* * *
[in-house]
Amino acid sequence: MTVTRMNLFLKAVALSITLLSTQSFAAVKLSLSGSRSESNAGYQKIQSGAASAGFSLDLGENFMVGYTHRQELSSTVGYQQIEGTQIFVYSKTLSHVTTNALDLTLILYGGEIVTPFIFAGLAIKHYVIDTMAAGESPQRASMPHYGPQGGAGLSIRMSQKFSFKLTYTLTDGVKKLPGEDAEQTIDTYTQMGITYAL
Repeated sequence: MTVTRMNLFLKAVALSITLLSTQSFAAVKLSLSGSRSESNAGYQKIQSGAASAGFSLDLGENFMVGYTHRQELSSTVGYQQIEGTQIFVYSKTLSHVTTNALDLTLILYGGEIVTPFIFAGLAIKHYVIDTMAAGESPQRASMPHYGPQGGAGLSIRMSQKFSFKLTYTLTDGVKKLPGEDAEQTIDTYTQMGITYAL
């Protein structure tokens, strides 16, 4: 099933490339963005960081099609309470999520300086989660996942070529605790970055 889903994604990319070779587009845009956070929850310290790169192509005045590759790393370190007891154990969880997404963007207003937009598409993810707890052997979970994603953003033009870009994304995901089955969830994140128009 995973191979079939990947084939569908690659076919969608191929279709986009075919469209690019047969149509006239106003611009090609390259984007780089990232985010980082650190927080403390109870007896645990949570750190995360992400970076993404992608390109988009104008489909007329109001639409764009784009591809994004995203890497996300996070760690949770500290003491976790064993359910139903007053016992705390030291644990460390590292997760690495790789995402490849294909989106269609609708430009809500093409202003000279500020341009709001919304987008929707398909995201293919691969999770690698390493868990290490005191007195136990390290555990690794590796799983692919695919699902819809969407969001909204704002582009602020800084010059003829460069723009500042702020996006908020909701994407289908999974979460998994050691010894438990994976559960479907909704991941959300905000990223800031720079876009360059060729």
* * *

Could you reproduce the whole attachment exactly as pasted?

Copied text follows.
[in-house]
Amino acid sequence: MTVTRMNLFLKAVALSITLLSTQSFAAVKLSLSGSRSESNAGYQKIQSGAASAGFSLDLGENFMVGYTHRQELSSTVGYQQIEGTQIFVYSKTLSHVTTNALDLTLILYGGEIVTPFIFAGLAIKHYVIDTMAAGESPQRASMPHYGPQGGAGLSIRMSQKFSFKLTYTLTDGVKKLPGEDAEQTIDTYTQMGITYAL
Repeated sequence: MTVTRMNLFLKAVALSITLLSTQSFAAVKLSLSGSRSESNAGYQKIQSGAASAGFSLDLGENFMVGYTHRQELSSTVGYQQIEGTQIFVYSKTLSHVTTNALDLTLILYGGEIVTPFIFAGLAIKHYVIDTMAAGESPQRASMPHYGPQGGAGLSIRMSQKFSFKLTYTLTDGVKKLPGEDAEQTIDTYTQMGITYAL
């Protein structure tokens, strides 16, 4: 099933490339963005960081099609309470999520300086989660996942070529605790970055 889903994604990319070779587009845009956070929850310290790169192509005045590759790393370190007891154990969880997404963007207003937009598409993810707890052997979970994603953003033009870009994304995901089955969830994140128009 995973191979079939990947084939569908690659076919969608191929279709986009075919469209690019047969149509006239106003611009090609390259984007780089990232985010980082650190927080403390109870007896645990949570750190995360992400970076993404992608390109988009104008489909007329109001639409764009784009591809994004995203890497996300996070760690949770500290003491976790064993359910139903007053016992705390030291644990460390590292997760690495790789995402490849294909989106269609609708430009809500093409202003000279500020341009709001919304987008929707398909995201293919691969999770690698390493868990290490005191007195136990390290555990690794590796799983692919695919699902819809969407969001909204704002582009602020800084010059003829460069723009500042702020996006908020909701994407289908999974979460998994050691010894438990994976559960479907909704991941959300905000990223800031720079876009360059060729």